Notes from livecoding the ONA11 website

What worked, and what ideas I have for next year.

This is a quick post I’ve been meaning to do about the work we did this year on the ONA11 conference website.

Background: last year, I was late on getting a conference pass and ended up volunteering for an entire day in the student newsroom. ONA’s student newsroom produces stories, video, and other coverage related to the conference. I had so much fun that I volunteered to do it again this year. I planned to work on it over the summer, but 90% of the work ended up being done in the last week.

The goals for the website varied depending on the context:

  • Before the conference, the focus was convincing journalists to purchase tickets and attend.
  • During the conference, there are two audiences: those who are physically at the sessions and those who want to participate virtually. The former probably want a backchannel for conversation and capturing the highlights, whereas the latter probably want to participate in realtime as much as they can.
  • After the conference, everyone wants to access a historical archive of the content presented in sessions, either to catch those they missed or find the link they heard referenced.

With this in mind, we worked on making the website dynamically reflect these needs. It was helpful, although somewhat distracting from the experience, that I was working on the website during the entire conference.

What worked this time:

  • Session pages as a custom post type. This gave us a structured database of all sessions and allowed us to easily build a session listing, etc.
  • Using Posts 2 Posts to associate posts and presenters with session pages. Our realtime curation crew could easily publish content from the WordPress admin, associate it with a session, and have it automatically pulled into the session page. Furthermore, every presenter had a dedicated profile page and their information could automatically be pulled into other contexts on the website.
  • Auto-showing the livestream player on an individual session page based on timestamp. Every session was associated with a track and I had a bit of logic to pull in the correct livestream based on current time, session start, and session end.
  • Showing the session updates in reverse chronological order during the event (because the user is most likely refreshing the page and wants the most recent updates at the top) and then flipping to chronological order 15 minutes after the event.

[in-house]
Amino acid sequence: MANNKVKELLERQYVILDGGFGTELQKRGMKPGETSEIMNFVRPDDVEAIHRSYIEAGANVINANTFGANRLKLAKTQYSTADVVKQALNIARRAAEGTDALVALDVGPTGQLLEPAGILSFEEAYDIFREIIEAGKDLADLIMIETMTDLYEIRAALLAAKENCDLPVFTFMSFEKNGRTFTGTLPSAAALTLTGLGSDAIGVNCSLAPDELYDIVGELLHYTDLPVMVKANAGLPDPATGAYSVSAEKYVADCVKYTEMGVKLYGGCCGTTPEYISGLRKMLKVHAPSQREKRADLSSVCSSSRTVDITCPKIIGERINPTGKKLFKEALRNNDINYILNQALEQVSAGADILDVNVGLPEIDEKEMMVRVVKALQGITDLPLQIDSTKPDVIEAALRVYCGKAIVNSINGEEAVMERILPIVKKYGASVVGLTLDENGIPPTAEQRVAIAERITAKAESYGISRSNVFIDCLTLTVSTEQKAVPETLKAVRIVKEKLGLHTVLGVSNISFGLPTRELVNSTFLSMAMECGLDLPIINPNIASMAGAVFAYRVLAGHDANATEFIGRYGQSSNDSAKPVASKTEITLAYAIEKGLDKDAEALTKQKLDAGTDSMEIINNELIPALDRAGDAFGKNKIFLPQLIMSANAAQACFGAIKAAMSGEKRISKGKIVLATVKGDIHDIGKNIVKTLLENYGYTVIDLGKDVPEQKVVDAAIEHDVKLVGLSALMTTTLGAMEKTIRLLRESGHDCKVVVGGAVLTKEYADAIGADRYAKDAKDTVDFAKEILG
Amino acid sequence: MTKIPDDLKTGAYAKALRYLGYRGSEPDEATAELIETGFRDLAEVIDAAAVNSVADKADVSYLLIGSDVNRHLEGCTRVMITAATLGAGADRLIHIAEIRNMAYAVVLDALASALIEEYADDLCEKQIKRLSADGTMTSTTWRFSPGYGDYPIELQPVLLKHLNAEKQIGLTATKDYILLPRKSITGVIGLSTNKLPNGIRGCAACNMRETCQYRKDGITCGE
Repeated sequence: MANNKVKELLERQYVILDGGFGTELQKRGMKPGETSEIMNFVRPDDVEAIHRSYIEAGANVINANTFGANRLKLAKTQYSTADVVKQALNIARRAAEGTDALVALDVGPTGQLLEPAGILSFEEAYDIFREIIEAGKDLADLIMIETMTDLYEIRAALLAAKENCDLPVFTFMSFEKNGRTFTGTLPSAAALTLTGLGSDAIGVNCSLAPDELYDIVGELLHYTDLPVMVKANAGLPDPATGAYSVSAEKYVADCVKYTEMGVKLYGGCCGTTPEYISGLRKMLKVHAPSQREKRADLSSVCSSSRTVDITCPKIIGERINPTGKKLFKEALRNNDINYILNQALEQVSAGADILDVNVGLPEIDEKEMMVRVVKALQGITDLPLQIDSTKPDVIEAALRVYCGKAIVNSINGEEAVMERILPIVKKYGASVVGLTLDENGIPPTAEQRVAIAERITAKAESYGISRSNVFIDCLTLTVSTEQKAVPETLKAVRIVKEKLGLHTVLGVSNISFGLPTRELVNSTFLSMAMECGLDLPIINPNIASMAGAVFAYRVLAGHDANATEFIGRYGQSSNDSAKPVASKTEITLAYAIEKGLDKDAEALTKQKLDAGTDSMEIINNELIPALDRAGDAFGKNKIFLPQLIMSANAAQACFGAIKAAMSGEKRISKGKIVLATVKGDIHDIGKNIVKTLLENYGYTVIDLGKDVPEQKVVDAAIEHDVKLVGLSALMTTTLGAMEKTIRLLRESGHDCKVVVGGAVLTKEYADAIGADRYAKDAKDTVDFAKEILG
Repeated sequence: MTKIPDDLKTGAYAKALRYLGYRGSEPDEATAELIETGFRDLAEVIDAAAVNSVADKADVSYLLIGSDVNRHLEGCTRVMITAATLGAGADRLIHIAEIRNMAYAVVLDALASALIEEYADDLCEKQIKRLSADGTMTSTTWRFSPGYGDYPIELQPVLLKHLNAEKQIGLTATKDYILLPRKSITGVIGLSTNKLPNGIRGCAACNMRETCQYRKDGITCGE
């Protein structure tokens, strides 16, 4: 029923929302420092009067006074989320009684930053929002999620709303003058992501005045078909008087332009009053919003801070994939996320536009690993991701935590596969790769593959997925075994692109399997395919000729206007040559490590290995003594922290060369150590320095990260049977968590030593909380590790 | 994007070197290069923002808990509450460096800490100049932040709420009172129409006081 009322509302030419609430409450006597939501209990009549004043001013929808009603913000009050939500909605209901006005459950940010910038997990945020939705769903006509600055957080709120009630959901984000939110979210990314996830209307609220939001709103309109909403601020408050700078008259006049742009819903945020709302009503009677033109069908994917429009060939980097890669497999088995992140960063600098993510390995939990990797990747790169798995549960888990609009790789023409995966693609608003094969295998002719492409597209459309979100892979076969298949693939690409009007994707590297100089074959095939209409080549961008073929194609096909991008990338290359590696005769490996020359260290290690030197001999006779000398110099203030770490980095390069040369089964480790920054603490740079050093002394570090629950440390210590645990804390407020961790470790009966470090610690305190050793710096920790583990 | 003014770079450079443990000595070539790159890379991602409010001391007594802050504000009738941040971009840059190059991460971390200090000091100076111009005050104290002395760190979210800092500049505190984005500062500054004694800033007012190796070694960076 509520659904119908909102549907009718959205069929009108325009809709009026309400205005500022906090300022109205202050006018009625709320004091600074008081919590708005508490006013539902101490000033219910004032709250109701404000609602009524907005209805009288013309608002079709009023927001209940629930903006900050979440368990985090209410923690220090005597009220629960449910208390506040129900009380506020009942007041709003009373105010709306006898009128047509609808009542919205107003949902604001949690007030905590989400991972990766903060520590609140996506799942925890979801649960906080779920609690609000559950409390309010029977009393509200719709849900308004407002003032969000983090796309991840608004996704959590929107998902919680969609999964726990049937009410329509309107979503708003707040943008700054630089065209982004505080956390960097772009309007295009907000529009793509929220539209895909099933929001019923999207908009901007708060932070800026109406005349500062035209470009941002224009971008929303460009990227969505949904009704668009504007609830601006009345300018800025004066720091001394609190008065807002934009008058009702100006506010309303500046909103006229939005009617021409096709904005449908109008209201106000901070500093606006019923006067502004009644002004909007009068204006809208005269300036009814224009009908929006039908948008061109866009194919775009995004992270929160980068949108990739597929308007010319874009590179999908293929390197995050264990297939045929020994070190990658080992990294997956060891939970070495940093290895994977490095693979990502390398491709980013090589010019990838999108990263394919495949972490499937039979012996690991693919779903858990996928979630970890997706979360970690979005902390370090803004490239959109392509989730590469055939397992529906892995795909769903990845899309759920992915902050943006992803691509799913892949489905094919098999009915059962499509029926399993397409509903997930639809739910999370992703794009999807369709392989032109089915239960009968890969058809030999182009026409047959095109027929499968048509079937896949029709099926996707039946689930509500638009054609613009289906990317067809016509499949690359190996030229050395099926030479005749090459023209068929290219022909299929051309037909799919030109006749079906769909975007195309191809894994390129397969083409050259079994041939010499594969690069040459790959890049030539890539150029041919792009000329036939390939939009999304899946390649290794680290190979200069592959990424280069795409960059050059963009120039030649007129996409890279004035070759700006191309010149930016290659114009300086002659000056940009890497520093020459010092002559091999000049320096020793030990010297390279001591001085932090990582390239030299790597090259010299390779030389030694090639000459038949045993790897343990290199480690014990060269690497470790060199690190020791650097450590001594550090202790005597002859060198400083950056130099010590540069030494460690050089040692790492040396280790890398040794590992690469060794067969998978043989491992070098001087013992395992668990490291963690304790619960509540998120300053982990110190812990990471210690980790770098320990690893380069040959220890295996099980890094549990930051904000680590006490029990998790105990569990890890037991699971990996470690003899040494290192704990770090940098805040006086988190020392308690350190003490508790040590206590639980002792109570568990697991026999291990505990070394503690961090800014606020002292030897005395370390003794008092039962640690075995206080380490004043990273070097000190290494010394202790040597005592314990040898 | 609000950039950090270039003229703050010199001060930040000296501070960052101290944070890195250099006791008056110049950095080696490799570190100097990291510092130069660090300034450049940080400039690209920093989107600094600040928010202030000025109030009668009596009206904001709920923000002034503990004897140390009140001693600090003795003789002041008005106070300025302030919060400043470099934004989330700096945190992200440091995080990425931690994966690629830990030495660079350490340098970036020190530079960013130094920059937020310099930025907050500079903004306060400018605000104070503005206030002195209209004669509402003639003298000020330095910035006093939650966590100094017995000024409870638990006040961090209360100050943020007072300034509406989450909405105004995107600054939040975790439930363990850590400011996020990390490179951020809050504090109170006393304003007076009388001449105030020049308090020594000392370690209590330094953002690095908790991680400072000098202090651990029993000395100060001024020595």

• Leveraging the Zoninator on the homepage for featured stories and events. Editorial loved that they could have full control over which stories were highlighted. WordPress normally lists headlines in reverse chronological order, and developers hack this with “featured” categories, etc.
  • Post formats presented content exactly as it was intended to be presented. I was particularly proud of my gallery implementation, even if there weren’t the visuals to go with it.

Next time I’d like to:

  • Get started earlier so these features are actually fleshed out before the day of.
  • Build an interface for posting updates from the session page so it’s brain dead simple to update (no associating with session post, choosing post type, writing a title if you don’t need to, etc.)
  • Allow for “featured” session updates a la NY Times Editors’ Picks for commenting.
  • Guest session update submissions with a moderation queue.
  • Live update the session page so it’s essentially liveblogging with rich media.
  • Show the bylines/avatars for people covering the event, so you know how well it’s going to be covered (e.g. one person versus five people participating)
  • On the all sessions page, show the number of updates an event has, whether it’s currently live/being livestreamed, etc.
  • Order content on the single session page based when it was published (e.g. you can assume everything 30 minutes after the session is coverage of it, whereas during the event is realtime updates on it).

Lastly, I have one more idea I’d like to pitch: a way of indicating who you want to meet at the conference. Every attendee that registers get access to a page on the website listing every other attendee. Then, they can go through and indicate whom they want to meet at the conference. It’s a double win; you get to notify who you want to meet that you want to meet them, and you get to see in advance who wants to meet you.

For archival purposes, I’ve captured a gallery of screengrabs from the website too.

Author: Daniel Bachhuber

Proud father x2. Principal, Hand Built. Maintainer, WP-CLI.

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